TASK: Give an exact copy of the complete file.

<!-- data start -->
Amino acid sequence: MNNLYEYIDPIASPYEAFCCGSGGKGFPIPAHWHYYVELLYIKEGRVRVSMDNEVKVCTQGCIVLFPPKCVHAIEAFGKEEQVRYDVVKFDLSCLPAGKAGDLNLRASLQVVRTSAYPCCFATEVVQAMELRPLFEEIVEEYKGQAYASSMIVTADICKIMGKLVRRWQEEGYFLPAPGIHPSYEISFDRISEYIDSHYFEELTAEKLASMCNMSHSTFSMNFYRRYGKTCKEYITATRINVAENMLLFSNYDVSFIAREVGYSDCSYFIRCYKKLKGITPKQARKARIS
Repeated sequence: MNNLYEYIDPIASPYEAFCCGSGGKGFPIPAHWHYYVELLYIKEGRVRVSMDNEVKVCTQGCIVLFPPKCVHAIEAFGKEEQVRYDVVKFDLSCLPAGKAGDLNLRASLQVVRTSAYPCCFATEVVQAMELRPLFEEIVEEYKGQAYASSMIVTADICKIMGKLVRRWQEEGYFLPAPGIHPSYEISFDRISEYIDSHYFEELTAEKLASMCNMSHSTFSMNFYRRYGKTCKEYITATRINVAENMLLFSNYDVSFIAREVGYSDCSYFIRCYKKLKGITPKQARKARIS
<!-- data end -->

Amino acid sequence: MNNLYEYIDPIASPYEAFCCGSGGKGFPIPAHWHYYVELLYIKEGRVRVSMDNEVKVCTQGCIVLFPPKCVHAIEAFGKEEQVRYDVVKFDLSCLPAGKAGDLNLRASLQVVRTSAYPCCFATEVVQAMELRPLFEEIVEEYKGQAYASSMIVTADICKIMGKLVRRWQEEGYFLPAPGIHPSYEISFDRISEYIDSHYFEELTAEKLASMCNMSHSTFSMNFYRRYGKTCKEYITATRINVAENMLLFSNYDVSFIAREVGYSDCSYFIRCYKKLKGITPKQARKARIS
Repeated sequence: MNNLYEYIDPIASPYEAFCCGSGGKGFPIPAHWHYYVELLYIKEGRVRVSMDNEVKVCTQGCIVLFPPKCVHAIEAFGKEEQVRYDVVKFDLSCLPAGKAGDLNLRASLQVVRTSAYPCCFATEVVQAMELRPLFEEIVEEYKGQAYASSMIVTADICKIMGKLVRRWQEEGYFLPAPGIHPSYEISFDRISEYIDSHYFEELTAEKLASMCNMSHSTFSMNFYRRYGKTCKEYITATRINVAENMLLFSNYDVSFIAREVGYSDCSYFIRCYKKLKGITPKQARKARIS